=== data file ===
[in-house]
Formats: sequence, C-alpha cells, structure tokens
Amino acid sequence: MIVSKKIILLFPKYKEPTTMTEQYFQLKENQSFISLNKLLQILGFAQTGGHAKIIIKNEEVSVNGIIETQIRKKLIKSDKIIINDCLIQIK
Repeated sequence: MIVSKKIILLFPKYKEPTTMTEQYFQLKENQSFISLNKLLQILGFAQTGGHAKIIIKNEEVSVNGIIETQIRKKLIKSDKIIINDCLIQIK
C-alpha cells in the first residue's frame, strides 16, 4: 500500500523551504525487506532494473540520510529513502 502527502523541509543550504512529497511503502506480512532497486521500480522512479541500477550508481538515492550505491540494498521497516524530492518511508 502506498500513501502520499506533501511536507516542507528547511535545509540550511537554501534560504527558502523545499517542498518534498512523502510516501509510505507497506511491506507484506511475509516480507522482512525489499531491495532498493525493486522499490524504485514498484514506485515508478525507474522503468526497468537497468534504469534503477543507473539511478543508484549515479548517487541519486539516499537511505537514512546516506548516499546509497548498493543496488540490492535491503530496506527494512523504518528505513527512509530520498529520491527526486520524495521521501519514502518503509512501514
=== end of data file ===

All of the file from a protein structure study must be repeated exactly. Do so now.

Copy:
[in-house]
Formats: sequence, C-alpha cells, structure tokens
Amino acid sequence: MIVSKKIILLFPKYKEPTTMTEQYFQLKENQSFISLNKLLQILGFAQTGGHAKIIIKNEEVSVNGIIETQIRKKLIKSDKIIINDCLIQIK
Repeated sequence: MIVSKKIILLFPKYKEPTTMTEQYFQLKENQSFISLNKLLQILGFAQTGGHAKIIIKNEEVSVNGIIETQIRKKLIKSDKIIINDCLIQIK
C-alpha cells in the first residue's frame, strides 16, 4: 500500500523551504525487506532494473540520510529513502 502527502523541509543550504512529497511503502506480512532497486521500480522512479541500477550508481538515492550505491540494498521497516524530492518511508 502506498500513501502520499506533501511536507516542507528547511535545509540550511537554501534560504527558502523545499517542498518534498512523502510516501509510505507497506511491506507484506511475509516480507522482512525489499531491495532498493525493486522499490524504485514498484514506485515508478525507474522503468526497468537497468534504469534503477543507473539511478543508484549515479548517487541519486539516499537511505537514512546516506548516499546509497548498493543496488540490492535491503530496506527494512523504518528505513527512509530520498529520491527526486520524495521521501519514502518503509512501514